Wiedersehen mit Brideshead (2008)

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Wiedersehen mit Brideshead: Directed by Julian Jarrold. With Matthew Goode, Thomas Morrison, David Barrass, Anna Madeley. A poignant story of forbidden love and the loss of innocence set in England prior to World War II.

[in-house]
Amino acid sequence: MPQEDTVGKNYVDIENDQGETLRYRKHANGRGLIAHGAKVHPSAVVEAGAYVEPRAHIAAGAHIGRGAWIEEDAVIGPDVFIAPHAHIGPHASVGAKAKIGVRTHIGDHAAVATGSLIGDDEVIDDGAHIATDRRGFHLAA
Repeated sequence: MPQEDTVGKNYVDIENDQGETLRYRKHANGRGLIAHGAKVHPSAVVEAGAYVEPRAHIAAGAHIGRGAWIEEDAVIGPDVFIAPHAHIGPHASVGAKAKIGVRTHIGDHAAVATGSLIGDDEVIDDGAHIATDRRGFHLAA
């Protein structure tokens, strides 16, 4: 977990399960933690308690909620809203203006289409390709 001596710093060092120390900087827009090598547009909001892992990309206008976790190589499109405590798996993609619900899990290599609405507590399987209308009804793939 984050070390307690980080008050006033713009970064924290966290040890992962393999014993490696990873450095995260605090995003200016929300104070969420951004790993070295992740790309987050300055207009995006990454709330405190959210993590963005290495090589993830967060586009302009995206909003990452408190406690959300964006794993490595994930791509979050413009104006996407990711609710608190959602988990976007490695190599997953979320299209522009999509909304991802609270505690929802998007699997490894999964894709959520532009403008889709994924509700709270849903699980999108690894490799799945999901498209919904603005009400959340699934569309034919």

“Itu0026#39;s attributed to just about everybody – from Ginger Rogers to Milan Kundera – and it sounds so right: u0026quot;There are no small parts, only small actors.u0026quot; u003cbr/u003eu003cbr/u003eIf you want proof and a real understanding of the adage, revisit u0026quot;Brideshead Revisited,u0026quot; and behold the miracle of Emma Thompsonu0026#39;s Lady Marchmain, sucking the life out of anything and anybody she touches, and Michael Gambonu0026#39;s delightfully dissolute Lord Marchmain. She has about 10 minutes on the screen, he perhaps four, and yet their characters will follow you out of the theater, and stay with you at length. u003cbr/u003eu003cbr/u003eThompsonu0026#39;s work is especially dazzling because the mean, sanctimonious character is so clearly alien to the actress (in fact, I suspected miscasting when I first heard of her assignment) and also as the character is so exaggerated, almost a caricature. And yet, Thompson gives the challenge her all, and walks away with it; the performance has Best Supporting Actress written all over it. u003cbr/u003eu003cbr/u003eItu0026#39;s difficult to believe that the man you see as Marchmain is the same actor who was the u0026quot;Singing Detectiveu0026quot; (of the superb BBC series, not the Robert Downey Jr. mishap). Gambon has a range as wide as all outdoors, and you never ever see effort in the performance. His amiable Marchmain – subtly hinting at a complex character under the surface – has a physical similarity to Gambonu0026#39;s Uncle Vanya on the London stage, but otherwise, itu0026#39;s a unique creation. u003cbr/u003eu003cbr/u003eWhat else is there to this new u0026quot;editionu0026quot; of u0026quot;Bridesheadu0026quot;? A great deal, but only if youu0026#39;re among those who missed both Evelyn Waughu0026#39;s novel and the wonderful Granada TV realization 27 long years ago – Irons! Gielgud! Olivier! – how can you compete with that? So, if itu0026#39;s a first-time visit, see the movie by all means; if you can recite lines from the book or the TV series, you can survive without the new version. u003cbr/u003eu003cbr/u003eIn 135 minutes, the film is handling well what the TV series did so completely in – yes – 13 HOURS. Obviously, except for the basic story line (script by Jeremy Brock, of u0026quot;The Last King of Scotlandu0026quot;), this is a different kind of animal, still u0026quot;leisurelyu0026quot; enough, but unable to luxuriate in the smallest details as the series did. The director is Julian Jarrold, and he is doing far better than in his recent u0026quot;Becoming Jane,u0026quot; keeps the story moving in a smooth fashion. u003cbr/u003eu003cbr/u003eAs to the leading roles in the film, they are all well acted, but without great impact. Matthew Goode is Charles Ryder, the focal character; Ben Whishaw is the slightly over-flamboyant Sebastian Flyte (who needs understating more than exaggerating – Anthony Andrewsu0026#39; performance in the TV series was exactly right); Hayley Atwell is Sebastianu0026#39;s sister (and rival for Charlesu0026#39; affection). u003cbr/u003eu003cbr/u003eOne amazing thing about u0026quot;Bridesheadu0026quot; is how this story from a different time, about characters from a different world, remains interesting and meaningful. Itu0026#39;s almost as if Waughu0026#39;s work was bulletproof – not that these filmmakers were less than respectful to the author. A better test would be a Eurotrash opera version, heaven forfend.”


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